I will respectfully disagree on fossilized walrus ivory being lighter than bone. I've been making saddles for 15 years and have done more experimentation than I want to admit, but I've never had a FWI saddle that was lighter than its bone counterpart. Even bone saddle that are slightly thicker and larger tend to weigh less than FWI.

FWI is very dense and hard. I've used it on Martin guitars to some good effect to reduce the "wolliness" and tubbiness. On classical guitars my experience has been less than stellar. I find that FWI on classical reduces the openess and bassiness which my ears like to hear, and increases the "stringiness" on the instrument.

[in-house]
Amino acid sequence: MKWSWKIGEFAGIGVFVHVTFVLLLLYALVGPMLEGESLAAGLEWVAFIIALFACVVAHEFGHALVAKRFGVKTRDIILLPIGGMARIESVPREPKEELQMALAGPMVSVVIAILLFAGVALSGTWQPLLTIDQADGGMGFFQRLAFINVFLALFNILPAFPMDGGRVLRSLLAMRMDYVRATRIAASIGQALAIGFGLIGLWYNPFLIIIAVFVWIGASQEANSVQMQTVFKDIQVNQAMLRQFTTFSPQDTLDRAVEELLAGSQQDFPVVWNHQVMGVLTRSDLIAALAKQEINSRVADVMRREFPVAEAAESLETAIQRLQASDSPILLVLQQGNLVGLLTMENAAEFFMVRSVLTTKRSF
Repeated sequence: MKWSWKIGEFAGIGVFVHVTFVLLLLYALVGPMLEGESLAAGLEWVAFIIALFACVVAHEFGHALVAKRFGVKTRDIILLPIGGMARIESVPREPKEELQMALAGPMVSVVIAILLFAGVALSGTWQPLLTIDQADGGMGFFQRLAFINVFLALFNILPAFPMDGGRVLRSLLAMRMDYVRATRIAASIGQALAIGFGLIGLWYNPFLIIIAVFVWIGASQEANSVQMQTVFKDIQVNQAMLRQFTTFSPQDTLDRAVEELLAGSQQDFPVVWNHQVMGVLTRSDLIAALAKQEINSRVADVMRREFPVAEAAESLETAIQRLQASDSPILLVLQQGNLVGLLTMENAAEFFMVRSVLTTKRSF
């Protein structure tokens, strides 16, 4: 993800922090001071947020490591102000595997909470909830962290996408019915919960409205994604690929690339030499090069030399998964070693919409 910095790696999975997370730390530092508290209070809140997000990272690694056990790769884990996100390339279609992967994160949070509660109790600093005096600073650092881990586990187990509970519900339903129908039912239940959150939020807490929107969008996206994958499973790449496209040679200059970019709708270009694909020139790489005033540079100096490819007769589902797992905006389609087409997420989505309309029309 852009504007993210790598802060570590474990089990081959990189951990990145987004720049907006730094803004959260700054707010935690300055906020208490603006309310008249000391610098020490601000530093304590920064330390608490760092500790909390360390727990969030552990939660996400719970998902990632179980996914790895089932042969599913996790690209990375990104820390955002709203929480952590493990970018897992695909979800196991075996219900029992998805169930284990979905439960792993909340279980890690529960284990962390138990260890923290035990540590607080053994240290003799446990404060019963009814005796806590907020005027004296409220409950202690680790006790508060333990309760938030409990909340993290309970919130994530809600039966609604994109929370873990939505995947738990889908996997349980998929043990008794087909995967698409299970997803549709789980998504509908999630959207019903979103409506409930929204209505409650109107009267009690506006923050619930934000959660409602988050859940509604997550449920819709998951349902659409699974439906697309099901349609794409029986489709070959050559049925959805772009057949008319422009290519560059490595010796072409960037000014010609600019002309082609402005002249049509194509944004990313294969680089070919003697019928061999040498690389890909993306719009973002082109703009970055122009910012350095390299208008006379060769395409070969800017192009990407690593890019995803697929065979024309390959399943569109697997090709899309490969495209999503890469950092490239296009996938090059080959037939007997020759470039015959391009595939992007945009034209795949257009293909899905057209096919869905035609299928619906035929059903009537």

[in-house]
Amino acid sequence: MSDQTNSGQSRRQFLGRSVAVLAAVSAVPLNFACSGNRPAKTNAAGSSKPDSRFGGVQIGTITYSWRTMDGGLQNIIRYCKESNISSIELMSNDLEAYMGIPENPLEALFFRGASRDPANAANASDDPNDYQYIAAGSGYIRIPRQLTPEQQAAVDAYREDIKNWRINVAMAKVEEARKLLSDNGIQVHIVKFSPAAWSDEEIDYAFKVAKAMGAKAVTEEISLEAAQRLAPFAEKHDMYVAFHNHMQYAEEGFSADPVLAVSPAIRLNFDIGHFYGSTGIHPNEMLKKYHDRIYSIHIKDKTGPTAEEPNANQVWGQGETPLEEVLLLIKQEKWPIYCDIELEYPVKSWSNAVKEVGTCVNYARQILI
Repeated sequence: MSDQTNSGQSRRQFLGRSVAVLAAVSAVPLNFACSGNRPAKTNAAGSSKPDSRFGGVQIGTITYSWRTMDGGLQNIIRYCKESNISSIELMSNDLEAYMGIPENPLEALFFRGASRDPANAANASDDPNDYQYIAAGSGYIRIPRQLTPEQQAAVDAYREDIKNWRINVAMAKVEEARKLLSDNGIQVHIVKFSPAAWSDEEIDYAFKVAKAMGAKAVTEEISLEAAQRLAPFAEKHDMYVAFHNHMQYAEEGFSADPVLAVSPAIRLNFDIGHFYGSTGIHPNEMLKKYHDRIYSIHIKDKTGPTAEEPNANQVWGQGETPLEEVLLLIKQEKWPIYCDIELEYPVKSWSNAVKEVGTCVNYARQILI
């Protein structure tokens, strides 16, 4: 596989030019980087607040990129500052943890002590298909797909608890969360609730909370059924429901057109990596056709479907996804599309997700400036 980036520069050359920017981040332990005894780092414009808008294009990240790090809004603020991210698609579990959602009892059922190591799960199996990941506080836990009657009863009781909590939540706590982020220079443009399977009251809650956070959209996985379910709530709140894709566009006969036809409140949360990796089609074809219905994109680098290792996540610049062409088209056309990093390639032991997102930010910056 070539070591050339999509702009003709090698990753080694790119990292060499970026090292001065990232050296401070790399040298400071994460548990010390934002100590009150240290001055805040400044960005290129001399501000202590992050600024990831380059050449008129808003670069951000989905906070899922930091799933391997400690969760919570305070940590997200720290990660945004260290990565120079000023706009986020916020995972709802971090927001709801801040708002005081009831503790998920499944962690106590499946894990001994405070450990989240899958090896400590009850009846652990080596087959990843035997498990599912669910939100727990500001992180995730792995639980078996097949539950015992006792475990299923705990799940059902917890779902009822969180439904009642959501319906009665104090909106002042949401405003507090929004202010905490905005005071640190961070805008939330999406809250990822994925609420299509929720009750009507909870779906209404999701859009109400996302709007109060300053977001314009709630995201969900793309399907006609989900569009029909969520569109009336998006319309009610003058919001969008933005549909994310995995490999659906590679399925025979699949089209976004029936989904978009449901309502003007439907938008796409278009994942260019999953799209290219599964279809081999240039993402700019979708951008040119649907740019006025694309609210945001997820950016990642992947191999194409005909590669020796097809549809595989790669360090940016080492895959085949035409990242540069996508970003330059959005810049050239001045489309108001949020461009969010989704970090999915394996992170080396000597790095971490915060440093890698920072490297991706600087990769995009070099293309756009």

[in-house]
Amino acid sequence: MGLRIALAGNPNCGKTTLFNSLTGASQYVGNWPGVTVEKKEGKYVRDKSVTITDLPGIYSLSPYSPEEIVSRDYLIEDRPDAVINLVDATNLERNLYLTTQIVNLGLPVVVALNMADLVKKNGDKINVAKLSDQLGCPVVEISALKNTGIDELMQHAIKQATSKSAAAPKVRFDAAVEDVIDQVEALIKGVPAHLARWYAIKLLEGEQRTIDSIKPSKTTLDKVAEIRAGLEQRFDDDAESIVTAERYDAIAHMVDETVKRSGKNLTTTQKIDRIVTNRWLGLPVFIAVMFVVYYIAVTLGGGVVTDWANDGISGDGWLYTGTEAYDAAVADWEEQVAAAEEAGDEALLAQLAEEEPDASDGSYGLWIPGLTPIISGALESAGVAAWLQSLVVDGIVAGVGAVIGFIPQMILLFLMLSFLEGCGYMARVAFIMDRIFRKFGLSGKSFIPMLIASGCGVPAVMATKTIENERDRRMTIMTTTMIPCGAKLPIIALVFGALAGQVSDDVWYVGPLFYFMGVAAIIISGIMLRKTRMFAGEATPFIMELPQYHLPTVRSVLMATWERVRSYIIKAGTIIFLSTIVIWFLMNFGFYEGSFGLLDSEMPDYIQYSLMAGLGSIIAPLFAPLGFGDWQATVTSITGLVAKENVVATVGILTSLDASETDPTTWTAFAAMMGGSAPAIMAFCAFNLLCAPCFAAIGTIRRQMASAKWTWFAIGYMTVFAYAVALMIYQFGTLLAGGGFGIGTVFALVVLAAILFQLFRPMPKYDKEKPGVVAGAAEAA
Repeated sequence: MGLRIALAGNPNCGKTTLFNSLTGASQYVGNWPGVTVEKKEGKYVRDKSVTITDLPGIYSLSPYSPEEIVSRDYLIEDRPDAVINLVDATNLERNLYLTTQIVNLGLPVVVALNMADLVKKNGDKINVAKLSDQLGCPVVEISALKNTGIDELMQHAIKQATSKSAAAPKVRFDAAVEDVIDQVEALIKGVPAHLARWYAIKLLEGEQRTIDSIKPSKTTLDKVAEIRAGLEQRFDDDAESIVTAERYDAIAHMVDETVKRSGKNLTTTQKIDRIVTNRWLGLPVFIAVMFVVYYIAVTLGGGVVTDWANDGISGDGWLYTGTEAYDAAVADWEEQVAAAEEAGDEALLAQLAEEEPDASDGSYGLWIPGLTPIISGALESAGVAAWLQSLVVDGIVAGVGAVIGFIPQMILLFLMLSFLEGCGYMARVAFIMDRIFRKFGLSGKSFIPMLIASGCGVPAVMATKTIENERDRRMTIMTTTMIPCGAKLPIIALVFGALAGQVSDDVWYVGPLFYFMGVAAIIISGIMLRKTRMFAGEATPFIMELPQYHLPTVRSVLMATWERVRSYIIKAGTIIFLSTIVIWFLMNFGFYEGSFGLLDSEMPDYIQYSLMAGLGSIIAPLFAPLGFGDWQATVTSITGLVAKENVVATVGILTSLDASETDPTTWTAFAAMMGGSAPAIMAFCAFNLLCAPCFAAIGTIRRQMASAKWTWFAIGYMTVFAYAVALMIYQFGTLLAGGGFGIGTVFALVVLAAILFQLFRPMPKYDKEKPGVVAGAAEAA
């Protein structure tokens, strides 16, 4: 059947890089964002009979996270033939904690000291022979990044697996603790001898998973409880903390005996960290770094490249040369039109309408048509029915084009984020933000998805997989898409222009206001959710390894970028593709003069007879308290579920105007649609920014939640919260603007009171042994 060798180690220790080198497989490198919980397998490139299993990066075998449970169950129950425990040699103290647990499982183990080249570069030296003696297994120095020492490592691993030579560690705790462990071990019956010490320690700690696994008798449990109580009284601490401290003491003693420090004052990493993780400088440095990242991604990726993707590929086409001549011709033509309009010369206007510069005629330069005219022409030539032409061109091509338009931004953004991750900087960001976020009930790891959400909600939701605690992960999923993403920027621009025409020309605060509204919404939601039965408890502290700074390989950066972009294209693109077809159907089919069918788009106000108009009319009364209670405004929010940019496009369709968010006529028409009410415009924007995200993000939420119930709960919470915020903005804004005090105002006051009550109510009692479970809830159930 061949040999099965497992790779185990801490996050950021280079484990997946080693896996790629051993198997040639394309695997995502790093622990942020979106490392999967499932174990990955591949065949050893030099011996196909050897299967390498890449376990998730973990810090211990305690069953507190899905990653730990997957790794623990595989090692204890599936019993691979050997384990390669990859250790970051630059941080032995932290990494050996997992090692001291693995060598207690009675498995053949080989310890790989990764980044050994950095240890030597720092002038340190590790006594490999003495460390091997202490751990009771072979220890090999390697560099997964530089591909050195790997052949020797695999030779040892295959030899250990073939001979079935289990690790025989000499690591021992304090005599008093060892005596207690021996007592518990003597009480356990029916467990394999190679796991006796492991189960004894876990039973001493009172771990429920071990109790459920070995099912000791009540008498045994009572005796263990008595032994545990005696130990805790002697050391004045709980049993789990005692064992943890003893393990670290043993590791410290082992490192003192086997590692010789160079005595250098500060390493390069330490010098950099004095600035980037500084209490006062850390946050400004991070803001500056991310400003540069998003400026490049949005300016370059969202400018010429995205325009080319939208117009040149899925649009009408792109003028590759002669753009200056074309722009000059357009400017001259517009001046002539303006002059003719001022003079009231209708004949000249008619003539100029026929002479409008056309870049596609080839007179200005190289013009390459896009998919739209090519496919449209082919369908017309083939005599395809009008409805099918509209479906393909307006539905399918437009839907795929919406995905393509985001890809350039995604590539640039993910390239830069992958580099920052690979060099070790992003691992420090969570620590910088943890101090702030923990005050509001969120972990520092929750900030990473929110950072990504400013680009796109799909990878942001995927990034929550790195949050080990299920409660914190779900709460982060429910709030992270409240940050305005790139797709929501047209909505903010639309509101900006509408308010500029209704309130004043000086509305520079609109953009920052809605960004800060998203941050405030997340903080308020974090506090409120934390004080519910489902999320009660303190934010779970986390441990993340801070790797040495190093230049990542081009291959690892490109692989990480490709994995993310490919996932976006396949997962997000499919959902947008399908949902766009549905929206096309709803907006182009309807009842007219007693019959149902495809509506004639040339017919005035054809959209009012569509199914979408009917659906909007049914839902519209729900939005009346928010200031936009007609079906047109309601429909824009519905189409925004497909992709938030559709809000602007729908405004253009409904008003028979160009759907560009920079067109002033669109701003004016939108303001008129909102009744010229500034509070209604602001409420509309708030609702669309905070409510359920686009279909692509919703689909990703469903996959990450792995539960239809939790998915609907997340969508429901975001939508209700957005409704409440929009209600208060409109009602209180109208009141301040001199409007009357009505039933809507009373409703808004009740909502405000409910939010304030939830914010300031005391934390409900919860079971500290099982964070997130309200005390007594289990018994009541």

I've used real elephant ivory on dreadnoughts, but have not yet had a chance to try them on classical. They are softer than bone and noticeably reduce the high frequencies. I'm not a fan of real elephant ivory for several reasons but I think they might sound OK on classical if you want more tubby bass and less highs.

ChiyoDad

Re: Does fossilized walrus ivory make subtle changes in tone?

Post by ChiyoDad » Mon Jul 21, 2008 7:35 pm

fscott55 wrote:FWI is very dense and hard. I've used it on Martin guitars to some good effect to reduce the "wolliness" and tubbiness. On classical guitars my experience has been less than stellar. I find that FWI on classical reduces the openess and bassiness which my ears like to hear, and increases the "stringiness" on the instrument.